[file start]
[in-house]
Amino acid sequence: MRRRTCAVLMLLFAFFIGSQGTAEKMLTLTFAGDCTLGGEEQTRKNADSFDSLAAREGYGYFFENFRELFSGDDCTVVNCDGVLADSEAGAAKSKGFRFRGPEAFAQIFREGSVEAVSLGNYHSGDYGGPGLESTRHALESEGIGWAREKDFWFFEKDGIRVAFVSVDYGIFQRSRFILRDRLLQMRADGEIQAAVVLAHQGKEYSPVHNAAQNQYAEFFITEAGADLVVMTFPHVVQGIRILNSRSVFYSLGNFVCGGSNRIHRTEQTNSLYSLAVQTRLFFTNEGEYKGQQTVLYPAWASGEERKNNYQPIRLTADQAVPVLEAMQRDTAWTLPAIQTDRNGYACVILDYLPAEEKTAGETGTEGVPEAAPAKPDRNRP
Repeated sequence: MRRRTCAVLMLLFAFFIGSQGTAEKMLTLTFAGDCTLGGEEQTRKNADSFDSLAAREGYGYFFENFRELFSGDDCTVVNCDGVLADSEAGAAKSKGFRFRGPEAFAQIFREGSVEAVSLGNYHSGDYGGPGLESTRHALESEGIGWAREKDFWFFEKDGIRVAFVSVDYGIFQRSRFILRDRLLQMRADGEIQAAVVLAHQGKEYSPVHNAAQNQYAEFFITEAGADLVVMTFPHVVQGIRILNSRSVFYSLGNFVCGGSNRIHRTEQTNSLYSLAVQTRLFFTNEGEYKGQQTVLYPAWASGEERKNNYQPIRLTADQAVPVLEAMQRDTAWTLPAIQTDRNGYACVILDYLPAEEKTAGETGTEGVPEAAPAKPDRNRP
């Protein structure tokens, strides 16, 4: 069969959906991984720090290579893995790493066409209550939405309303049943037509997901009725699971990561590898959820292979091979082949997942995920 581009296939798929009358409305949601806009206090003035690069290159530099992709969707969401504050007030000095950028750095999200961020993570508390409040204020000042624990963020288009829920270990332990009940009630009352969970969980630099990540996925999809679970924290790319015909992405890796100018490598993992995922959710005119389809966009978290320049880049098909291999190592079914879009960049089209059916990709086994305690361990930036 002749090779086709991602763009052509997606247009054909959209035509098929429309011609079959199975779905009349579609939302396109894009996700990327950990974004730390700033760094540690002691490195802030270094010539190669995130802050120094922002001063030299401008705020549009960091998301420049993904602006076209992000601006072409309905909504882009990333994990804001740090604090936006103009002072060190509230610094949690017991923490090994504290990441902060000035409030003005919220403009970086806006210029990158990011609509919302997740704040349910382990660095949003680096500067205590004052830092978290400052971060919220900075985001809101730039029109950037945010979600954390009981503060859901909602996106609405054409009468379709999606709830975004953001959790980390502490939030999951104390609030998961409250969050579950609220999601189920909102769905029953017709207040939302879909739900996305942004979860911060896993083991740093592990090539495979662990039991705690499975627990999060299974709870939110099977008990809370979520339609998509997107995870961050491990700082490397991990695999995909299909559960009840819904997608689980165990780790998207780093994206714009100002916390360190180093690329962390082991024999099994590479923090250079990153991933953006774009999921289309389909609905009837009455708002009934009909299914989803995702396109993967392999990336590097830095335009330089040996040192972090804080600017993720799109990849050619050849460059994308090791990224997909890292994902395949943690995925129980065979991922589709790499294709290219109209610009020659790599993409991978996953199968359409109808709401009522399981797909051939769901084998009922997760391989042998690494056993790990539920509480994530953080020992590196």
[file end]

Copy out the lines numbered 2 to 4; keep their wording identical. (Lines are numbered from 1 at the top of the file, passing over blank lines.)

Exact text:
Amino acid sequence: MRRRTCAVLMLLFAFFIGSQGTAEKMLTLTFAGDCTLGGEEQTRKNADSFDSLAAREGYGYFFENFRELFSGDDCTVVNCDGVLADSEAGAAKSKGFRFRGPEAFAQIFREGSVEAVSLGNYHSGDYGGPGLESTRHALESEGIGWAREKDFWFFEKDGIRVAFVSVDYGIFQRSRFILRDRLLQMRADGEIQAAVVLAHQGKEYSPVHNAAQNQYAEFFITEAGADLVVMTFPHVVQGIRILNSRSVFYSLGNFVCGGSNRIHRTEQTNSLYSLAVQTRLFFTNEGEYKGQQTVLYPAWASGEERKNNYQPIRLTADQAVPVLEAMQRDTAWTLPAIQTDRNGYACVILDYLPAEEKTAGETGTEGVPEAAPAKPDRNRP
Repeated sequence: MRRRTCAVLMLLFAFFIGSQGTAEKMLTLTFAGDCTLGGEEQTRKNADSFDSLAAREGYGYFFENFRELFSGDDCTVVNCDGVLADSEAGAAKSKGFRFRGPEAFAQIFREGSVEAVSLGNYHSGDYGGPGLESTRHALESEGIGWAREKDFWFFEKDGIRVAFVSVDYGIFQRSRFILRDRLLQMRADGEIQAAVVLAHQGKEYSPVHNAAQNQYAEFFITEAGADLVVMTFPHVVQGIRILNSRSVFYSLGNFVCGGSNRIHRTEQTNSLYSLAVQTRLFFTNEGEYKGQQTVLYPAWASGEERKNNYQPIRLTADQAVPVLEAMQRDTAWTLPAIQTDRNGYACVILDYLPAEEKTAGETGTEGVPEAAPAKPDRNRP
């Protein structure tokens, strides 16, 4: 069969959906991984720090290579893995790493066409209550939405309303049943037509997901009725699971990561590898959820292979091979082949997942995920 581009296939798929009358409305949601806009206090003035690069290159530099992709969707969401504050007030000095950028750095999200961020993570508390409040204020000042624990963020288009829920270990332990009940009630009352969970969980630099990540996925999809679970924290790319015909992405890796100018490598993992995922959710005119389809966009978290320049880049098909291999190592079914879009960049089209059916990709086994305690361990930036 002749090779086709991602763009052509997606247009054909959209035509098929429309011609079959199975779905009349579609939302396109894009996700990327950990974004730390700033760094540690002691490195802030270094010539190669995130802050120094922002001063030299401008705020549009960091998301420049993904602006076209992000601006072409309905909504882009990333994990804001740090604090936006103009002072060190509230610094949690017991923490090994504290990441902060000035409030003005919220403009970086806006210029990158990011609509919302997740704040349910382990660095949003680096500067205590004052830092978290400052971060919220900075985001809101730039029109950037945010979600954390009981503060859901909602996106609405054409009468379709999606709830975004953001959790980390502490939030999951104390609030998961409250969050579950609220999601189920909102769905029953017709207040939302879909739900996305942004979860911060896993083991740093592990090539495979662990039991705690499975627990999060299974709870939110099977008990809370979520339609998509997107995870961050491990700082490397991990695999995909299909559960009840819904997608689980165990780790998207780093994206714009100002916390360190180093690329962390082991024999099994590479923090250079990153991933953006774009999921289309389909609905009837009455708002009934009909299914989803995702396109993967392999990336590097830095335009330089040996040192972090804080600017993720799109990849050619050849460059994308090791990224997909890292994902395949943690995925129980065979991922589709790499294709290219109209610009020659790599993409991978996953199968359409109808709401009522399981797909051939769901084998009922997760391989042998690494056993790990539920509480994530953080020992590196």